Examples of media bias are too numerous for me to comment on with any regularity. But sometimes I read things so egregious that I have to say something. An outrageously biased piece appears in a recent New York Times article by Lydia Polgreen and Laurie Goldstein.
The article concerns the rift in the Anglican communion (about which I have recently written) and a theologically conservative Bishop from Nigeria. The bias begins in the headline of the piece, “At Axis of Episcopal Split, an Anti-Gay Nigerian.”
Notice, first of all, that the headline suggests that a Nigerian is somehow the cause of the current controversy. Yet everyone knows that the crisis in the Anglican communion is owing to the Anglican churches in America and Canada that have decided to forsake clear biblical teaching on the issue of homosexuality. It is likely that there would not even be a split right now if the Americans had not decided to ordain a practicing homosexual as one of its bishops.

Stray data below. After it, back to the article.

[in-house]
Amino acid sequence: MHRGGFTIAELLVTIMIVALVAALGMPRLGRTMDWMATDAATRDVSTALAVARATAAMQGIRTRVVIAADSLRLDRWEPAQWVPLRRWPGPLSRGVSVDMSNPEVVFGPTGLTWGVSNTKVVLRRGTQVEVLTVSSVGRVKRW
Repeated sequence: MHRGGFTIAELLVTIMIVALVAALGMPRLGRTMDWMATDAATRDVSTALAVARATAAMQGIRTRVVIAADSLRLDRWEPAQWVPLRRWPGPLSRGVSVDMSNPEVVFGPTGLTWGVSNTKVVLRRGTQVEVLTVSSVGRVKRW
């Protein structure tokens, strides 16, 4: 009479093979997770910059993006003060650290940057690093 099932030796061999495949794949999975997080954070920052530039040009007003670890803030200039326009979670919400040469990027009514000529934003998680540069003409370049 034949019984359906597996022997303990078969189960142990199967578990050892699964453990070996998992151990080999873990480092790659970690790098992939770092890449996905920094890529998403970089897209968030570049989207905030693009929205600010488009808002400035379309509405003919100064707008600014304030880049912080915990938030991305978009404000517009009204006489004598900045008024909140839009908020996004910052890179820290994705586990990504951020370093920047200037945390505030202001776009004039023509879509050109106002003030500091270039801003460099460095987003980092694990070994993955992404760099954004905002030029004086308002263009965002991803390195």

Notice second of all, that the Nigerian church leader is described as “anti-gay.” The authors could have said he was “traditionalist,” “conservative,” or even “pro-Bible.” But on the contrary, the authors chose a negative moniker that suggests an antipathy towards gay people as persons. The title paints a dark picture of the Nigerian bishop by excluding the possibility that the Nigerian bishop might actually love sinners while hating sin.
If you think I am being hyper-sensitive about a title, then go read the rest of this “news” story for yourself. I think you’ll see that the rest of the article bears out the bias implicit in the title.